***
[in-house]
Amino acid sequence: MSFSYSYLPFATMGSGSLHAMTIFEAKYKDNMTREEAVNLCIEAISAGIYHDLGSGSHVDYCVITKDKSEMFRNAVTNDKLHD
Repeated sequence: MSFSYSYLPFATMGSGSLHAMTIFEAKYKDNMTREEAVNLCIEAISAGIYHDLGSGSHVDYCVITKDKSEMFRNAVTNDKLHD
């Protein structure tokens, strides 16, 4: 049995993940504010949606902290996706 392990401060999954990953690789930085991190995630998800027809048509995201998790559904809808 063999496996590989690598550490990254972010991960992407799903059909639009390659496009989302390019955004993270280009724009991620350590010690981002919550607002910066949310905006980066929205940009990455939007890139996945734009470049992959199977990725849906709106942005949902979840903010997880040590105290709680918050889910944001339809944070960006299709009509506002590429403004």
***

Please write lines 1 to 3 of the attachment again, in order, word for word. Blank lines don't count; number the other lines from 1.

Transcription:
[in-house]
Amino acid sequence: MSFSYSYLPFATMGSGSLHAMTIFEAKYKDNMTREEAVNLCIEAISAGIYHDLGSGSHVDYCVITKDKSEMFRNAVTNDKLHD
Repeated sequence: MSFSYSYLPFATMGSGSLHAMTIFEAKYKDNMTREEAVNLCIEAISAGIYHDLGSGSHVDYCVITKDKSEMFRNAVTNDKLHD